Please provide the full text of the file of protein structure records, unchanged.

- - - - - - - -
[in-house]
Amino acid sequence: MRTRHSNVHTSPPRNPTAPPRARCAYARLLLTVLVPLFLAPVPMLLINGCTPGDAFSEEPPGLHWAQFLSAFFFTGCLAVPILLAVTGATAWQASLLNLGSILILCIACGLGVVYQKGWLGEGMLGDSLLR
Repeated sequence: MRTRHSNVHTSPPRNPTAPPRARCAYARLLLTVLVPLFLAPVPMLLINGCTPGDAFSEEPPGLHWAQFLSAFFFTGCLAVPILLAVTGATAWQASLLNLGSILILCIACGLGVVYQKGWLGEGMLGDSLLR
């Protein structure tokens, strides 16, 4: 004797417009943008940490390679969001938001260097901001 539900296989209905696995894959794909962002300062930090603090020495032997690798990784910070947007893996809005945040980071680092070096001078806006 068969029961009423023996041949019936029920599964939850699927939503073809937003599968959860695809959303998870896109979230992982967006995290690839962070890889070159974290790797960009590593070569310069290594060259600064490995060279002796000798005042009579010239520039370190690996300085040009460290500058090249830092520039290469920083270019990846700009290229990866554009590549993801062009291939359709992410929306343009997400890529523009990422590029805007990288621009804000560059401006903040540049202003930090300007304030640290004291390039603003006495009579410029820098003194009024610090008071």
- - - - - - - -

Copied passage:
[in-house]
Amino acid sequence: MRTRHSNVHTSPPRNPTAPPRARCAYARLLLTVLVPLFLAPVPMLLINGCTPGDAFSEEPPGLHWAQFLSAFFFTGCLAVPILLAVTGATAWQASLLNLGSILILCIACGLGVVYQKGWLGEGMLGDSLLR
Repeated sequence: MRTRHSNVHTSPPRNPTAPPRARCAYARLLLTVLVPLFLAPVPMLLINGCTPGDAFSEEPPGLHWAQFLSAFFFTGCLAVPILLAVTGATAWQASLLNLGSILILCIACGLGVVYQKGWLGEGMLGDSLLR
């Protein structure tokens, strides 16, 4: 004797417009943008940490390679969001938001260097901001 539900296989209905696995894959794909962002300062930090603090020495032997690798990784910070947007893996809005945040980071680092070096001078806006 068969029961009423023996041949019936029920599964939850699927939503073809937003599968959860695809959303998870896109979230992982967006995290690839962070890889070159974290790797960009590593070569310069290594060259600064490995060279002796000798005042009579010239520039370190690996300085040009460290500058090249830092520039290469920083270019990846700009290229990866554009590549993801062009291939359709992410929306343009997400890529523009990422590029805007990288621009804000560059401006903040540049202003930090300007304030640290004291390039603003006495009579410029820098003194009024610090008071």